**Parts per million** (**ppm**) is a measure of concentration that is used where low levels of concentration are significant. The ppm value is equivalent to the absolute fractional amount multiplied by one million (10^{6}). It is a term with several variants in meaning, so the meaning should be made clear if this term is used.

**Parts per million** is related to percent (parts per hundred) as follows:

- 1% = 10,000 ppm or 1/100 = 10,000/1,000,000.

## Senses of parts per million

The metric system is the most convenient way to express this since metric units go by steps of ten, hundred and thousand. For example, a milligram is a thousandth of a gram and a gram is a thousandth of a kilogram. Thus, a milligram is a thousandth of a thousandth, or a millionth of a kilogram. A milligram is one part per million of a kilogram thus, one part per million (ppm) by mass is the same as one milligram per kilogram. Just as part per million is abbreviated as ppm, a milligram per kilogram has its own symbolic form -- mg/kg, which unlike ppm is unambiguous.

- By mass:
- By volume: (ppmv)
- one millilitre (or cubic centimetre) in a cubic metre (or kilolitre) is 1 ppm by volume. For most gases (those behaving much like an ideal gas) this is numerically equivalent to µmol/mol on the basis of molecules (not atoms). See Avogadro's law.

- By mass/volume ratio for dilute aqueous solutions (ppm
*w*/*v* or ppm *m*/*v*):
- 1 litre (L) of water has mass of approximately 1 kg
^{1}, so 1 mg/L is, loosely speaking, 1 ppm, for small concentrations in a water solution^{2}.

- By number of particles or moles:
- one micromole per mole can also be called 1 ppm.

## Use

Examples of situations where parts per million are an appropriate measure include:

## Inexact analogues

- one square centimeter in 1000 square feet is about .95 ppm
- one two-parent, two-child family in a city of about 4 million people is roughly 1 ppm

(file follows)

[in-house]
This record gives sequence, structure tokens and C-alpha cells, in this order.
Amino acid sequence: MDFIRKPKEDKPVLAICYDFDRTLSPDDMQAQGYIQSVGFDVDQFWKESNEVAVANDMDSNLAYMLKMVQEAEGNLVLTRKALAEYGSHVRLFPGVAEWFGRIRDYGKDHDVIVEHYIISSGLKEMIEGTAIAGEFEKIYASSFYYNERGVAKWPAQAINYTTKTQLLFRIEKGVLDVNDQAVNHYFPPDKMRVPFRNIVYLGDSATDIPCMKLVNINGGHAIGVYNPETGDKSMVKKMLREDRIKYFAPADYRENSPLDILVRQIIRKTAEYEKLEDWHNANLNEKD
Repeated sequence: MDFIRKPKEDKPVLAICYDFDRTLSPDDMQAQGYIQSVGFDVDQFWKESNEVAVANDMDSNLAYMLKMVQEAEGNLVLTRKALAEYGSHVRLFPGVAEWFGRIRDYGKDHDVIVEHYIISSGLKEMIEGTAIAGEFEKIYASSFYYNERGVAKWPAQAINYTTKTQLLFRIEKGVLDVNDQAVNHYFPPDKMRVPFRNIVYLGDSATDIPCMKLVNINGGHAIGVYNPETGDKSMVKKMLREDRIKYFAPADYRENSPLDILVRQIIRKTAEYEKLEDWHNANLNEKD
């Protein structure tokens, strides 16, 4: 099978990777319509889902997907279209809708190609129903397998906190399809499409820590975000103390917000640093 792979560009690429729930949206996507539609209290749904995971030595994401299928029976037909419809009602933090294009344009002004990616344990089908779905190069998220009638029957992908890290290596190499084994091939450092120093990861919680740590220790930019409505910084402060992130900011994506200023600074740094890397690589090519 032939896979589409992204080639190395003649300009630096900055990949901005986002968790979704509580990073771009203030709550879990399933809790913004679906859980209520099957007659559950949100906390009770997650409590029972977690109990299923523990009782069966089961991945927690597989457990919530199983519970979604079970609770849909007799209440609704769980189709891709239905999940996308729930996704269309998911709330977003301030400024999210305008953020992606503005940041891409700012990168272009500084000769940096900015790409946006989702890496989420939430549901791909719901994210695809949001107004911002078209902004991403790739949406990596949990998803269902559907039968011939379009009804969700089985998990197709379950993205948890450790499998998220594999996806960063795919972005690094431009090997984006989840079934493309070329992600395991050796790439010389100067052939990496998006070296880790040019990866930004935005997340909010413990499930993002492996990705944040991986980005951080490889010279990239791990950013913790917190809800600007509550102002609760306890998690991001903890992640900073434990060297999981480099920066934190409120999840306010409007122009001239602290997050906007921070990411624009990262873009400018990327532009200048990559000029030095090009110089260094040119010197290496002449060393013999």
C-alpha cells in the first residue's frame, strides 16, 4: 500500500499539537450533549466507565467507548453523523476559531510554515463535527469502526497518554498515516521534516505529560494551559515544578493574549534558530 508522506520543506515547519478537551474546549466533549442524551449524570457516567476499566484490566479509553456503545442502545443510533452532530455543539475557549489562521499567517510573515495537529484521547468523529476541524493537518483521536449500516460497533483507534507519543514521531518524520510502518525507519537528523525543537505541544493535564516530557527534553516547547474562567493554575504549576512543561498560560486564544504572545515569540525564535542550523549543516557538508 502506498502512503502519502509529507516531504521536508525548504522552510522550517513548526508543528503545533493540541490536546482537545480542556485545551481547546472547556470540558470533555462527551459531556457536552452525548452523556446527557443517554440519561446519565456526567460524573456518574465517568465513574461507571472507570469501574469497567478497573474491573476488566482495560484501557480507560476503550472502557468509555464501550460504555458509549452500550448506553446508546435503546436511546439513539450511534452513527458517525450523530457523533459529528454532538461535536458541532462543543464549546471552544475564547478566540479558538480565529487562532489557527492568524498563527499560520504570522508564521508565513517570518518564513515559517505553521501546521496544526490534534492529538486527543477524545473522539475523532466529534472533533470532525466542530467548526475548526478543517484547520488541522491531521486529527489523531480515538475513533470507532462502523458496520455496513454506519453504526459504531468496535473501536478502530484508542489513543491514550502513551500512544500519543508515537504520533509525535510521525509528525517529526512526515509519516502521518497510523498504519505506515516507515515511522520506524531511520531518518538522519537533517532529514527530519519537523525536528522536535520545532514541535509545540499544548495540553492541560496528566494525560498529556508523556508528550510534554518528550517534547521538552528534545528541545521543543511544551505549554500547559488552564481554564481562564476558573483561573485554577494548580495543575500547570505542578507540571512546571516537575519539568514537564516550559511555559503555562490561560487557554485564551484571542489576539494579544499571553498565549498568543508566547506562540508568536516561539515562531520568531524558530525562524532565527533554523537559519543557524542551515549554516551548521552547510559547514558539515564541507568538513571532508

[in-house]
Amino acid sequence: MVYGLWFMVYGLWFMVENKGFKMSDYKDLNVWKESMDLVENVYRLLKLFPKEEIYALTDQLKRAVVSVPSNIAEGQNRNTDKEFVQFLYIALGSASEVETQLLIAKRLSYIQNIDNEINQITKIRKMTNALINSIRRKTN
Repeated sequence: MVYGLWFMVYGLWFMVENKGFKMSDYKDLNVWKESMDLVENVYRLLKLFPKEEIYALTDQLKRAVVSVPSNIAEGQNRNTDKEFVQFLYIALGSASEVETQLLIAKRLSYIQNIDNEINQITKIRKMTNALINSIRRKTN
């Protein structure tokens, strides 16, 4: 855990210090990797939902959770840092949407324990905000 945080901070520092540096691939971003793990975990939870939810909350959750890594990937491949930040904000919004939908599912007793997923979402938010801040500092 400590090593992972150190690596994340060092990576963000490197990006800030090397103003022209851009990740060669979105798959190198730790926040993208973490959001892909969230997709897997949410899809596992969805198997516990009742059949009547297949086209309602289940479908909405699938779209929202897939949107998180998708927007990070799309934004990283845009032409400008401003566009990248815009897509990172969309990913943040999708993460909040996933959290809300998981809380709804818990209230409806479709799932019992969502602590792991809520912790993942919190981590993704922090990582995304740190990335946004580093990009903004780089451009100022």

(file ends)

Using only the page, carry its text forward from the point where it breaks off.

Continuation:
- one CD in the 1.57-million disc
^{3} FreeDB catalogue is nearly 2/3 ppm

## Related units

## NIST caution

According to the U.S. National Institute of Standards and Technology (NIST) *Guide for the Use of the International System of Units (SI),* "the language-dependent terms part per million, part per billion, and part per trillion ... are not acceptable for use with the SI to express the values of quantities." NIST's *Guide for the Use of the International System of Units (SI)* has examples of alternative expressions.

## Notes

- Exactly one kg of pure water at maximum density (~4°C) and standard pressure was the definition of a litre from 1901 to 1964; today the litre is defined as exactly 1 dm³, the distinction being whether it is calibrated to the international standard kilogram or the international standard meter, which are defined without reference to one another.
- Properly speaking it is approximately 1 ppm
*by mass* or *by weight* in solution. When solids dissolve, they can increase or decrease the total volume they occupy, and even increase or decrease the total volume of the solution. Adding 1 ppm by weight will rarely produce a solution that is 1 ppm by volume to the same precision. The notation *ppm w/v* or *ppm m/v* demonstrates the exact nature of the ratio and is therefore the most precise.
- As of January 2005.

Last updated: 06-02-2005 04:37:05

Last updated: 08-18-2005 10:38:38